The Youths Are Alright

Matt Simmons, EPIC

Juliana v. US youth plaintiffs. Image courtesy of press kit.

Brown v. Board of Education, Loving v. Virginia, Obergefell v. Hodges, these are the names of some of the most famous and consequential court cases in United States history. They all have something in common too. In each case the plaintiffs asked the courts to recognize a right in the Constitution that was not previously recognized. 

Youth v. Gov., a documentary now available on Netflix, is the story of another such case, Juliana v. US. It documents the struggle of the 21 youth plaintiffs who sued the United States arguing that the government has violated their constitutional right to a stable climate. To quote their lead attorney, Julia Olson, “Liberty and Justice cannot exist if we have a destabilized climate system.”

The 21 youth plaintiffs come from every corner of the United States and reflect the diversity of our nation. And yet, they have one striking thing in common; they are all already experiencing the harmful effects of climate change. Whether it’s Levi, a young boy from Florida who has already experienced several hurricanes and whose home is projected to be underwater by the end of the century, or Jamie, a member of the Navajo Nation who had to leave her home due to a drought, they each have a powerful story about the impacts of climate change. 

Their stories are a powerful reminder that climate change is impacting everyone no matter where you live. The climate crisis is already upon us. As youth, the plaintiffs have a unique perspective on climate change because they bear zero responsibility for the climate crisis but will live the longest to experience its ramifications. While watching the documentary, you get a sense of how powerless these children felt learning about the climate crisis and culpability of the United States in perpetuating it. 

The documentary is a good introduction to the history of the United States’ complicity in the climate crisis. The plaintiffs’ case rests on the idea that not only did the United States fail to avert climate change but that they actively participated in causing the problem by permitting, subsidizing and promoting fossil fuels. Not only that, but the United States had knowledge of the problem much earlier than the general public and buried some of the most damning evidence. One memorable witness, a former government employee, shows the documentary team a basement full of files documenting the government’s knowledge of and lack of response to climate change. Many of the witnesses on the plaintiff’s side are former government employees who are racked with guilt over their failure to act sooner.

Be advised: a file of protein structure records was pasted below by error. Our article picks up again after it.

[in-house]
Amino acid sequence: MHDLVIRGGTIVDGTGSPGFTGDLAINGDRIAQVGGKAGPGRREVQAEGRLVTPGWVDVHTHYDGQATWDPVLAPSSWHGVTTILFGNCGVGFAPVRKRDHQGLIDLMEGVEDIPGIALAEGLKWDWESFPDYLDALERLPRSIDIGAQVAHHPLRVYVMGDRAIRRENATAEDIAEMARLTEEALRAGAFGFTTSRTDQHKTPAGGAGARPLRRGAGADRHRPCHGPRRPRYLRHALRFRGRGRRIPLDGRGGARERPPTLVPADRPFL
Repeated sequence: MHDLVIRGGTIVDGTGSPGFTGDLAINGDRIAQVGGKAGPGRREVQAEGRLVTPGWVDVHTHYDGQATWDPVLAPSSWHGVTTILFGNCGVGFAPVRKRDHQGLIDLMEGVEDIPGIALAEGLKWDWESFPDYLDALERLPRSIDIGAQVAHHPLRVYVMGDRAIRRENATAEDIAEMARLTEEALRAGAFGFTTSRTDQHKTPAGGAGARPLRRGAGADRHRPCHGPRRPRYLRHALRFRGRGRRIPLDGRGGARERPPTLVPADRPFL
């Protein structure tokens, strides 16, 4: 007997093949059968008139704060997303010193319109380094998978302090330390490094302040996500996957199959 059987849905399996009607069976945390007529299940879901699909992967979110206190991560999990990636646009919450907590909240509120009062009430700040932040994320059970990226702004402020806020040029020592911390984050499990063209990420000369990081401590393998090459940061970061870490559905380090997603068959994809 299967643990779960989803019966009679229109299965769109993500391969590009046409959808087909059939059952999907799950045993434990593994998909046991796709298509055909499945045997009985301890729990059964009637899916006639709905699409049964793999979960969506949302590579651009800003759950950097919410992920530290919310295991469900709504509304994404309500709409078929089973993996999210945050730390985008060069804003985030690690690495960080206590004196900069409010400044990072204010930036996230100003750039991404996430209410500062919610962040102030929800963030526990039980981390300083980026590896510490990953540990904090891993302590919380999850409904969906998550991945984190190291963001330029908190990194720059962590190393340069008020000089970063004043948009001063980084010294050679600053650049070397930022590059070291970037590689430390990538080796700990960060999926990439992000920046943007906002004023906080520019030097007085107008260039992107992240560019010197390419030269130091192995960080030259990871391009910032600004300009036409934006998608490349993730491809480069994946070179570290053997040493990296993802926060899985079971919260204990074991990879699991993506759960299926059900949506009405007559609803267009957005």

The documentary is also a good introduction to the byzantine nature of environmental litigation. The documentary covers several years of this case, but the courts barely make it through one of the very first issues that any court hears when a lawsuit is brought: standing. To summarize a complicated legal issue, standing is the doctrine that determines whether a plaintiff has the right to sue in the first place. A plaintiff must show 1) that they have been injured, 2) that the defendant caused their injury and 3) that the court can redress their harm. If a plaintiff cannot prove all three  of those elements their case is tossed out of court. Much of the documentary is spent with the plaintiff’s attorney, Julia Olson, as she explains how she is attempting to meet each of those three elements. 

Despite this technically being a legal documentary, the youth are the real stars of the show. Their joyous cries and disappointed moans as the case works its way through the seemingly endless legal process lend emotion to a story that could easily be boring if told in the wrong way. While at the same time the documentary does an excellent job of explaining the case against the U.S. government whose actions have directly accelerated the climate crisis. By the end of the documentary, I was thoroughly convinced that we do have a right to a stable climate and that those kids deserve better than what our government has left them. You can stream Youth v. Gov on Netflix now.

For a look at local youth activism, check out Mendocino County Youth for Climate at